Militant Journalism

Steal from the poor, give to the rich: welfare fraud in Mississippi

The law suit that overturned Roe v. Wade was initiated in Mississippi by Thomas E. Dobbs, a state official. Anti-abortion Mississippi politicians hypocritically claim to care about children and families, yet Mississippi has the largest percentage of children living in poverty, the highest infant mortality rate, is the poorest state and has been called the worst place to raise a family.

Recent revelations show why this is so.

The state’s Department of Human Resources, the agency responsible for distributing federal funds to poor families, gave millions of dollars of these funds instead to wealthy, politically-connected Mississippians for their pet sports projects and athletes, and for meals at expensive steak houses. State auditor Shad White called this case “some of the largest fraud in state history.”

$94 million stolen from the poor

On July 22, the Mississippi State Department of Human Resources fired a lawyer investigating $94 million in misspent welfare funds. The lawyer, J. Brad Pigott, was fired a week after filing a subpoena for records from the University of Southern Mississippi Athletic Foundation concerning $5 million in welfare funds the foundation had misappropriated for a volleyball stadium on Southern Mississippi’s campus.

“I believe I was fired as a result of a pattern of orders from the Mississippi governor’s office concerning protecting an entity, called the University of Southern Mississippi Athletic Foundation, from any responsibility in this matter,” said Pigott in an interview with the New York Times.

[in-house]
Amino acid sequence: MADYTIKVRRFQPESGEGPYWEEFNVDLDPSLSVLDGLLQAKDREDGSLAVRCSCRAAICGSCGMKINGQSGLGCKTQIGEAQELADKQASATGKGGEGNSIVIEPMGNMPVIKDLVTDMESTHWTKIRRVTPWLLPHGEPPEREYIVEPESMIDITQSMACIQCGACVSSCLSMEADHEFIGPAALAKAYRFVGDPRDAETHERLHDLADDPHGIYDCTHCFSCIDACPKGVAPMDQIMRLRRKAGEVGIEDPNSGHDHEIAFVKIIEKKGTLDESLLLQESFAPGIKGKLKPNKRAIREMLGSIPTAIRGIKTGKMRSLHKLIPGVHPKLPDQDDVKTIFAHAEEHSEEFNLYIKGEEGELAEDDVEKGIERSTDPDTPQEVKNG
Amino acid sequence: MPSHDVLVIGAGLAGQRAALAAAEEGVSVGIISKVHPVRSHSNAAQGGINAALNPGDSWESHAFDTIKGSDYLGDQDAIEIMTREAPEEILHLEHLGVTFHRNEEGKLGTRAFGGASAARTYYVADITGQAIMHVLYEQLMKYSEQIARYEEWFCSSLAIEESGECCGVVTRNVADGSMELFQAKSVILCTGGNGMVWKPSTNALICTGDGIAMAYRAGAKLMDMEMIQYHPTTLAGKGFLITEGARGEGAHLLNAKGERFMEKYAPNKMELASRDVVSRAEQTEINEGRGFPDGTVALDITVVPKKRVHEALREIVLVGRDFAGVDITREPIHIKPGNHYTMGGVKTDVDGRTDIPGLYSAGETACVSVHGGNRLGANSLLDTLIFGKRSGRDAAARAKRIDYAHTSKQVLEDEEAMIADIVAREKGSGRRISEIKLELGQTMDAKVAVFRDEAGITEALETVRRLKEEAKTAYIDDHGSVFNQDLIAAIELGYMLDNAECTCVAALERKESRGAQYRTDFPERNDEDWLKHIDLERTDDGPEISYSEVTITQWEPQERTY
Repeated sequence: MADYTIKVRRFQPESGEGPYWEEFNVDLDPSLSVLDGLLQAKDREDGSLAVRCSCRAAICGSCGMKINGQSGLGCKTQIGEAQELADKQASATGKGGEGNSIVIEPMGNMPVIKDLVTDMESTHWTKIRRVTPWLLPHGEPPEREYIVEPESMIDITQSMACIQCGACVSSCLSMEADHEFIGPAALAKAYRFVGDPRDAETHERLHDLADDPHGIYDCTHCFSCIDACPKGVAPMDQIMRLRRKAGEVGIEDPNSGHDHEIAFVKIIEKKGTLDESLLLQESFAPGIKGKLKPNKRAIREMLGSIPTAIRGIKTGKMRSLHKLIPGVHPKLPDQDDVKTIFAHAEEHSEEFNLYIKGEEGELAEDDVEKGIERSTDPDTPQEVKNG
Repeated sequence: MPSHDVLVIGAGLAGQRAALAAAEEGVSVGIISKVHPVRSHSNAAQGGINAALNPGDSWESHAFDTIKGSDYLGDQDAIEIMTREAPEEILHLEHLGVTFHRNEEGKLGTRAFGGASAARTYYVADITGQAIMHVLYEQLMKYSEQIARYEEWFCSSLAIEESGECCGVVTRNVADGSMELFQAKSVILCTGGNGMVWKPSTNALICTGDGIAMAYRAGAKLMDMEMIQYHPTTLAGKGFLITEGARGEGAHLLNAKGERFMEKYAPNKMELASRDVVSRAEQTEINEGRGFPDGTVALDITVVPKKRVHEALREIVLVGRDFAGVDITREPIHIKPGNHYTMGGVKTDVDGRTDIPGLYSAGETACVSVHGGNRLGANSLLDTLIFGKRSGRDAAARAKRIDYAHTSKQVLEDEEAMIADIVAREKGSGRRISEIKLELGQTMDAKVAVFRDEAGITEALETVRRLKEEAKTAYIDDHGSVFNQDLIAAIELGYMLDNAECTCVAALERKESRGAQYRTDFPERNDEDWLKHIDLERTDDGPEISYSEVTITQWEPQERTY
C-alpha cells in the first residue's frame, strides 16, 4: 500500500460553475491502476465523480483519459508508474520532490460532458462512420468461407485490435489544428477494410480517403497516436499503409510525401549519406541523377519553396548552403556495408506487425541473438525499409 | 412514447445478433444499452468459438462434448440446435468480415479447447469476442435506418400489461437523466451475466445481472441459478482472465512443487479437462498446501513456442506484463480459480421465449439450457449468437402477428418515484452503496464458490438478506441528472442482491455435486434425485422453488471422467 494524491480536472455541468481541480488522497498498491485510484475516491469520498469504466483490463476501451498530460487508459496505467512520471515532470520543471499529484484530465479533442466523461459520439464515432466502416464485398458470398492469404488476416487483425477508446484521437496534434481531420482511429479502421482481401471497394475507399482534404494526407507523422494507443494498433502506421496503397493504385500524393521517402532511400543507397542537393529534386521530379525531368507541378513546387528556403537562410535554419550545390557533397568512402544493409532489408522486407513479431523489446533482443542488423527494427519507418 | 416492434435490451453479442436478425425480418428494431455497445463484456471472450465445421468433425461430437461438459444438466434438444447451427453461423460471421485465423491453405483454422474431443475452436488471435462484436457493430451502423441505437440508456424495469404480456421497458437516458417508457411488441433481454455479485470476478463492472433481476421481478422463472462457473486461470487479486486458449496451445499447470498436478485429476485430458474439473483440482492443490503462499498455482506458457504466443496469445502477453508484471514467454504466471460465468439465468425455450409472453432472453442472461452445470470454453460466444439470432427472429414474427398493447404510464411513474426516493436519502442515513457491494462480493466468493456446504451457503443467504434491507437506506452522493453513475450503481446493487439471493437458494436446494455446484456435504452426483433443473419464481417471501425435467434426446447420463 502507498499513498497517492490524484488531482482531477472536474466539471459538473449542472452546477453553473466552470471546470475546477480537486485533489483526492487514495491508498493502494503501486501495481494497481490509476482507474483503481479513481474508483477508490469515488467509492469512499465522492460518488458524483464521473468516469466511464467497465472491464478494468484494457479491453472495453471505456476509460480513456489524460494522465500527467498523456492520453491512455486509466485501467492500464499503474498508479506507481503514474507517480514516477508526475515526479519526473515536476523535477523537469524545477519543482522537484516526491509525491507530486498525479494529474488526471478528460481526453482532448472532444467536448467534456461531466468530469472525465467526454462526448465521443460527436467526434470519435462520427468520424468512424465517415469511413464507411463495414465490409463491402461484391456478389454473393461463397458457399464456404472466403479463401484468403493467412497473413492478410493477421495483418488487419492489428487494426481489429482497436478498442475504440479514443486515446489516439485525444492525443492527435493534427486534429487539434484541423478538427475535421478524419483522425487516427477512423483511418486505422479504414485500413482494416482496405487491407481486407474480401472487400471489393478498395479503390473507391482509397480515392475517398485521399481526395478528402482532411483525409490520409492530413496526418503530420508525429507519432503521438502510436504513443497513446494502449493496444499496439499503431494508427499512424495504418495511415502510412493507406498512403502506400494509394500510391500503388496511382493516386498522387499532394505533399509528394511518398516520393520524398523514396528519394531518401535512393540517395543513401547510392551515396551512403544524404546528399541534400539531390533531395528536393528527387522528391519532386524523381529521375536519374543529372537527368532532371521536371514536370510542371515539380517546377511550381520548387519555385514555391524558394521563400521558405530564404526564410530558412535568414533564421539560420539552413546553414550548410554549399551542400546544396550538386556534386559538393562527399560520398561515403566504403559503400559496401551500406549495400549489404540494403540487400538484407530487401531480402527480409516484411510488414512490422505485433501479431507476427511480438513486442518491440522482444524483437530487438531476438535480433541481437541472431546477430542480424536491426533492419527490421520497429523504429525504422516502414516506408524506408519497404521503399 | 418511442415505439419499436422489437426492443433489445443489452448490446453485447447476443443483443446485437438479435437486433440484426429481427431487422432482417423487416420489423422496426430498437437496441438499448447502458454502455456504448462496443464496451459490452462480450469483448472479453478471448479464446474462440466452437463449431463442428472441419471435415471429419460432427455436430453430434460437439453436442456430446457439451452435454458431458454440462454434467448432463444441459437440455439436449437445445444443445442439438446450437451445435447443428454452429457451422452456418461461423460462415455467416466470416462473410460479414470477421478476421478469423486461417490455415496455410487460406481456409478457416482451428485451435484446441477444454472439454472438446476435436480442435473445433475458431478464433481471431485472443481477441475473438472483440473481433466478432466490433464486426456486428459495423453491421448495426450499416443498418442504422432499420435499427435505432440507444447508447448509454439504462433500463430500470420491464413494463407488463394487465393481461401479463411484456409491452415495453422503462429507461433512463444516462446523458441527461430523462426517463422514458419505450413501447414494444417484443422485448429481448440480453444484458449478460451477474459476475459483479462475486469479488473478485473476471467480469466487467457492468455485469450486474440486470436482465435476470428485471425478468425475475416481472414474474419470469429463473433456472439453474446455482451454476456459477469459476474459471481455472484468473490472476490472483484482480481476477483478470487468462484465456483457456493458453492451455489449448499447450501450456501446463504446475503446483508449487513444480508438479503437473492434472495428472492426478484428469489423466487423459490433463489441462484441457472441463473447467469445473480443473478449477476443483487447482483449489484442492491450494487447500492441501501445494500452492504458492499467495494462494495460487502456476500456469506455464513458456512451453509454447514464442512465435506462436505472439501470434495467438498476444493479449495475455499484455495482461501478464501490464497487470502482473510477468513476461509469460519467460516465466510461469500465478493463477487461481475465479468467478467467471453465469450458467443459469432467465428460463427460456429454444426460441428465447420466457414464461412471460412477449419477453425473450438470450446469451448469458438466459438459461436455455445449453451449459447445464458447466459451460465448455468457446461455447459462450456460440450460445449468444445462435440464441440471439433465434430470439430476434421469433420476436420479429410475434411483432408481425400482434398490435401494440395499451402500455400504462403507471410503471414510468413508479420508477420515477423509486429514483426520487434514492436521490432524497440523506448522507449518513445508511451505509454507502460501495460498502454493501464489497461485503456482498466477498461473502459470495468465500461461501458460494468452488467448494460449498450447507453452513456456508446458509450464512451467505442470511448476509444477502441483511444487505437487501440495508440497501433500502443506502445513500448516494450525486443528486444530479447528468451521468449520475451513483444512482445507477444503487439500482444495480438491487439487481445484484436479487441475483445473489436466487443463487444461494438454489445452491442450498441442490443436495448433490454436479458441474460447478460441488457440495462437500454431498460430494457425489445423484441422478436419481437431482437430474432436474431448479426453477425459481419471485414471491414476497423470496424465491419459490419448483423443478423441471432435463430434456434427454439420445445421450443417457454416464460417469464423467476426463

This firing reveals the corruption at the root of the Mississippi State Department of Human Resources. It exposes the fraud within the system of Temporary Assistance for Needy Families fund distribution in Mississippi, and the hypocrisy of the anti-abortion Mississippi politicians who pretend to care about children and families.

Governor Tate Reeves (middle) stands with Brett Favre (left) and former Governor Phil Bryant at a 2019 fundraiser hosted by Poncho James, who sits on the board of the USM Athletic Foundation. Photo: Gov. Tate Reeves twitter feed.

‘Some of the largest fraud in state history

The investigation started with a 2020 state audit which led to a Hinds County grand jury indicting six people, including former welfare director John Davis and non-profit director Nancy New, on charges relating to fraud and embezzlement. Much of the misspent funds went through two non-profits under the Families First for Mississippi Initiative, which is supposed to move poor families off of government assistance.

Under this initiative, money allocated for assisting Mississippi’s poor, was instead spent on:

  • The Nancy New family’s personal investment of $2.15 million for Prevacus, a medical device company;
  • A fitness boot-camp run by former linebacker Paul Lacoste attended by professionals and state lawmakers free of charge. Some of this money was spent at expensive steakhouses — for a total cost of $1.3 million;
  • A $1.1 million speaking fee to Brett Favre for speeches that he never showed up for;